If time were limited and you could only visit one country in Africa, my recommendation would unequivocally be Tanzania. The territories of TANganyika and ZANzibar (TANZANia) have everything you could possibly desire on an exotic vacation. Safaris, beaches, culture? Check, check & check! What Tanzania lacks in affordability it makes up in variety. It’s most famous attraction is the Serengeti National Park. In this yearly exodus, millions of wildebeests travel north across the Serengeti plains in Tanzania to the greener pastures of the Maasai Mara in Kenya. It’s the stuff legendary National Geographic documentaries are made of. If you happen to visit Tanzania during the months of January and February like I did, the birthing season is just as captivating as the migration season. Over 300,000 calves are birthed in this period. Such a high concentration of defenseless calves is tantamount to a buffet meal for predators. So if watching a pride of lions ambush their prey is on your bucket list, birthing season would give you the best odds.
For those all about the beach life, Zanzibar is the place to be. The sand at Kendwa was so white that I needed to buy polarized sunglasses before I could focus on relaxing. And not only was it blindingly white, it was also exceptionally hot. Strolling barefoot on the beach felt like walking on hot coals. Slippers are also a must-have. My favorite thing about the beach was that it was chock-full of Maasai Warriors. On the off chance that I encountered one who didn’t speak English, you can exchange pleasantries using the little Swahili you remember from the Lion King. ‘Hakuna Matata’ and ‘Jambo Bwana’ came in pretty handy. My only issue with Kendwa beach was that there are no ATM’s. Paying for a meal or a hotel is hit-or-miss as not everywhere accepts credit cards.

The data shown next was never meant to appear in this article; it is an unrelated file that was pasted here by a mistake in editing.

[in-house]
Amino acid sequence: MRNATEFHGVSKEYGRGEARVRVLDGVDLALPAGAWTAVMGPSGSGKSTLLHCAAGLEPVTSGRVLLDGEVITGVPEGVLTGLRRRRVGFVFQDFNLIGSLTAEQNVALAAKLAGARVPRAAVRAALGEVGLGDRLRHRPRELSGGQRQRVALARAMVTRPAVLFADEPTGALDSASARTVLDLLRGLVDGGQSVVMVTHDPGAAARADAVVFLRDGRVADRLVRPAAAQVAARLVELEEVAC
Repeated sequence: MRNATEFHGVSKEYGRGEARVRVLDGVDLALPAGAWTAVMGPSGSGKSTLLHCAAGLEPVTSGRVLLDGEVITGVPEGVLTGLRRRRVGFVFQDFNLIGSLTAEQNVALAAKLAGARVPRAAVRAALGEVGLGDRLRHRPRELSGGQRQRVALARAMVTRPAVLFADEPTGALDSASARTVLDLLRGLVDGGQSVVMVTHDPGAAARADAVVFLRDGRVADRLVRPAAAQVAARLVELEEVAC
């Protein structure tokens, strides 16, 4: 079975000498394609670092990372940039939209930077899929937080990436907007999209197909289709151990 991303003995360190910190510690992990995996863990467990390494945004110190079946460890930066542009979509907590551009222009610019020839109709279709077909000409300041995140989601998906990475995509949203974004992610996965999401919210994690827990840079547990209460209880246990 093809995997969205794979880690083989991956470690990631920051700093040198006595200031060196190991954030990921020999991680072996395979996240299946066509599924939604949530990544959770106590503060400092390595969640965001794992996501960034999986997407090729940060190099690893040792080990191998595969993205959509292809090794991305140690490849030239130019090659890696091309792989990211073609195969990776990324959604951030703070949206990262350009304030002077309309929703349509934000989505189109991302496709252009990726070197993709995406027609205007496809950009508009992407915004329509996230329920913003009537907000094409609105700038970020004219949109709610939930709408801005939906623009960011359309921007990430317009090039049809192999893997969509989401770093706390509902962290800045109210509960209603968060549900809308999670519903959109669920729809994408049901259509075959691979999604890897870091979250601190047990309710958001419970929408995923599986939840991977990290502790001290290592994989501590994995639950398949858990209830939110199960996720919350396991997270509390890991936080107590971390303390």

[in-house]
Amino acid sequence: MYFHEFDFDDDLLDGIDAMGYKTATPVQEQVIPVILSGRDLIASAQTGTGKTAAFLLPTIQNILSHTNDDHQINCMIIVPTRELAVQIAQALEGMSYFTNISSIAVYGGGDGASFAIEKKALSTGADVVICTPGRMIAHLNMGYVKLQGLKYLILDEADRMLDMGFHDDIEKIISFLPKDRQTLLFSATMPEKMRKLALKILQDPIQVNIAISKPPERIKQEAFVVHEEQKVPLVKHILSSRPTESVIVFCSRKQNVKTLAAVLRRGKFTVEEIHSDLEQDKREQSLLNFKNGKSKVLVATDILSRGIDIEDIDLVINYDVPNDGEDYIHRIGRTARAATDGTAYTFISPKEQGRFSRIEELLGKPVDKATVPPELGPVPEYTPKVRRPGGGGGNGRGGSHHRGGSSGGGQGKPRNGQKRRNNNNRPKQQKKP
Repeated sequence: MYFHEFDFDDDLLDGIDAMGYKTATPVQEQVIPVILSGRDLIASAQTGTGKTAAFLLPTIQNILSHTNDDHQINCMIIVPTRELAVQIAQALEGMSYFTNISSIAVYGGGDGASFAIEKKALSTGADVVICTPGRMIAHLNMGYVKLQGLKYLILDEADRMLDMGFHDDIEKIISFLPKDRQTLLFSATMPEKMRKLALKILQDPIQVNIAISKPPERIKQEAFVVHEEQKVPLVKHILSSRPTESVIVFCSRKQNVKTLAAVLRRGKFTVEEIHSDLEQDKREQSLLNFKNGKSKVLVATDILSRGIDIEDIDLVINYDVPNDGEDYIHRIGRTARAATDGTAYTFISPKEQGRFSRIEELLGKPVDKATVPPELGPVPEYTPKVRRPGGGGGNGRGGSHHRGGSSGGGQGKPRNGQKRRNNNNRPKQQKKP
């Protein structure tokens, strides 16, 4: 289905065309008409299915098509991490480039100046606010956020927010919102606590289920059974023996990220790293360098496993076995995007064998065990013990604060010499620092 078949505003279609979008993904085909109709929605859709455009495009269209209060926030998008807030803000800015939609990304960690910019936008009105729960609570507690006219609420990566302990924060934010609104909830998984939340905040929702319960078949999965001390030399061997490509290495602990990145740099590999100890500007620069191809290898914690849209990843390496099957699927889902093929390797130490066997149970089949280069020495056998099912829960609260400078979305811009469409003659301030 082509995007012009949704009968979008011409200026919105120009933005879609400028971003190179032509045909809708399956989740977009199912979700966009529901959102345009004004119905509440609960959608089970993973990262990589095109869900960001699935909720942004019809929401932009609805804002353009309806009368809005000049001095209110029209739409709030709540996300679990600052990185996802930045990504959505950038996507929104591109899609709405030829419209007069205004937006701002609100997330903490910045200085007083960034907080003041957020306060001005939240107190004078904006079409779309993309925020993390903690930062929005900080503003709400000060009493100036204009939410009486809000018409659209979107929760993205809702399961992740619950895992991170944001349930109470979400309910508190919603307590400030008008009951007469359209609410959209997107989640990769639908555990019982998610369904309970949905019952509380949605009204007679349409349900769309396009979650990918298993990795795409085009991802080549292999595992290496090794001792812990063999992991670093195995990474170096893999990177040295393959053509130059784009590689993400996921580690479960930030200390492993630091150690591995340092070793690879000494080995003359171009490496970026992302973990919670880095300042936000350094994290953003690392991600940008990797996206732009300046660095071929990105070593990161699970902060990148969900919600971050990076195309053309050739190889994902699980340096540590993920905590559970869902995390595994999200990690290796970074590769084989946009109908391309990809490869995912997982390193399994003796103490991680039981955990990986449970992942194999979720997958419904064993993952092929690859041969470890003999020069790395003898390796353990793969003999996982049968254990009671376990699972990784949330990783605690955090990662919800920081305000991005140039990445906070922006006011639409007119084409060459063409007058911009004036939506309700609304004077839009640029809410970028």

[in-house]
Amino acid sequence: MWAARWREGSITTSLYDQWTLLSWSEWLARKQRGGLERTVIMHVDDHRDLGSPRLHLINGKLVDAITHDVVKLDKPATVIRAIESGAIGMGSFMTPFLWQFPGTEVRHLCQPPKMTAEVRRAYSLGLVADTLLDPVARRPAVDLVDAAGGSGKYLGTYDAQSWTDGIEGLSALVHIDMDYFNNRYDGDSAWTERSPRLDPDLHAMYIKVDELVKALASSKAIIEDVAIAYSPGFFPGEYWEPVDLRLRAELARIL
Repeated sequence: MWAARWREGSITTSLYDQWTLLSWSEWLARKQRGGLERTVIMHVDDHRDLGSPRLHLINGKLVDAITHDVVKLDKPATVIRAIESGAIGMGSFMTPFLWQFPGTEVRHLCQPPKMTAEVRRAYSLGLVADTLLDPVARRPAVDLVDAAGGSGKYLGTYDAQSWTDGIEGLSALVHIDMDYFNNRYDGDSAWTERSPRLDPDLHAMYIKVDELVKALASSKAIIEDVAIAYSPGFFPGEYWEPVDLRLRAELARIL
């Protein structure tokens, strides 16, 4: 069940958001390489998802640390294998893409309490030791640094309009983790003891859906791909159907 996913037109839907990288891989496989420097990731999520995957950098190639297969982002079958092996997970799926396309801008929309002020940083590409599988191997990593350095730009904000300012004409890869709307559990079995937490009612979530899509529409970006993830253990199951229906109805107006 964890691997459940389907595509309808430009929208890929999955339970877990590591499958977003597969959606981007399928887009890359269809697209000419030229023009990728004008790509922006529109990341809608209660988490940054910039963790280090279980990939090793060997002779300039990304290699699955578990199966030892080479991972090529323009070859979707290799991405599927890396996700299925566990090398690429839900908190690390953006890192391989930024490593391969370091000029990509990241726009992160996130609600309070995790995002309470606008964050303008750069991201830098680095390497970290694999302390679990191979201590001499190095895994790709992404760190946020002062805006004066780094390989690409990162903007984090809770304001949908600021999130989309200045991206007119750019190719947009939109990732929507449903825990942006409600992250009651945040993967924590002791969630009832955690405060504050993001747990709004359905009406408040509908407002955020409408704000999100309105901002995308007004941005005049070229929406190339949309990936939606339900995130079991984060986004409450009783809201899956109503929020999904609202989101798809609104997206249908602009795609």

Halfway through our stay we had to travel over an hour back to Stone Town in order to withdraw cash. Being a city slicker more than a beach bum, I relished the change in scenery. I prefer the alleys of Stone Town to the beaches of Kendwa any day of the week. Plus there was just something enigmatic about Stone Town. Its aurora and architecture hearken back to a time long passed. Historical gems can be found in the labyrinth of narrow passageways that is Stone Town. From the Sultan’s Palace to the childhood home of Freddie Mercury, there is so much history behind every building façade. The markets of Stone Town had such a kaleidoscope of color too. You can probably find any/every spice available there because for centuries, Zanzibar was the spice capital of East Africa.
In contrast, Dar es Salaam is a gritty and congested city. Traffic is omnipresent and unbearable during working hours. Be warned, a simple 30 minute cab ride to the airport can easily last 3 hours during the evening rush. In a few years though, Dar es Salam may be completely unrecognizable. It is currently undergoing a massive infrastructure transformation. Rapid bus system, skyscrapers and condos are popping up everywhere. Every night I was on a mission to find the best Indian BBQ restaurant in the city, a rare benefit of colonization. I tip my hat to all the Indo-African restaurateurs. Tandoori infused meat served with a beastly cold Savanna Cider was my guilty pleasure.